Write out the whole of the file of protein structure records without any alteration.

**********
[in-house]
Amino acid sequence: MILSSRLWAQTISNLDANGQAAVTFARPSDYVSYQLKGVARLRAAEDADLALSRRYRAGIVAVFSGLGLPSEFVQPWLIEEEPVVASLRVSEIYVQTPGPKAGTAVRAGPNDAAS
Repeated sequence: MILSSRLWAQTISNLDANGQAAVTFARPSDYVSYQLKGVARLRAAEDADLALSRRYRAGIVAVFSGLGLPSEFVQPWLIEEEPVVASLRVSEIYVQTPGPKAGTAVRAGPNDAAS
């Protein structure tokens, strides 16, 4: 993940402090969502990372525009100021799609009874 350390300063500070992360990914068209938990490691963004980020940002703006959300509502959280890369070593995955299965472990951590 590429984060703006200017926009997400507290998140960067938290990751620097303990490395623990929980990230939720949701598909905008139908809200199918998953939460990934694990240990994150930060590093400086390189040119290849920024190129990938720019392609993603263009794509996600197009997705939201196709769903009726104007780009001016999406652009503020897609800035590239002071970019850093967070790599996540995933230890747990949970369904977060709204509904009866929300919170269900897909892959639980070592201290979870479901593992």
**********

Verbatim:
[in-house]
Amino acid sequence: MILSSRLWAQTISNLDANGQAAVTFARPSDYVSYQLKGVARLRAAEDADLALSRRYRAGIVAVFSGLGLPSEFVQPWLIEEEPVVASLRVSEIYVQTPGPKAGTAVRAGPNDAAS
Repeated sequence: MILSSRLWAQTISNLDANGQAAVTFARPSDYVSYQLKGVARLRAAEDADLALSRRYRAGIVAVFSGLGLPSEFVQPWLIEEEPVVASLRVSEIYVQTPGPKAGTAVRAGPNDAAS
């Protein structure tokens, strides 16, 4: 993940402090969502990372525009100021799609009874 350390300063500070992360990914068209938990490691963004980020940002703006959300509502959280890369070593995955299965472990951590 590429984060703006200017926009997400507290998140960067938290990751620097303990490395623990929980990230939720949701598909905008139908809200199918998953939460990934694990240990994150930060590093400086390189040119290849920024190129990938720019392609993603263009794509996600197009997705939201196709769903009726104007780009001016999406652009503020897609800035590239002071970019850093967070790599996540995933230890747990949970369904977060709204509904009866929300919170269900897909892959639980070592201290979870479901593992």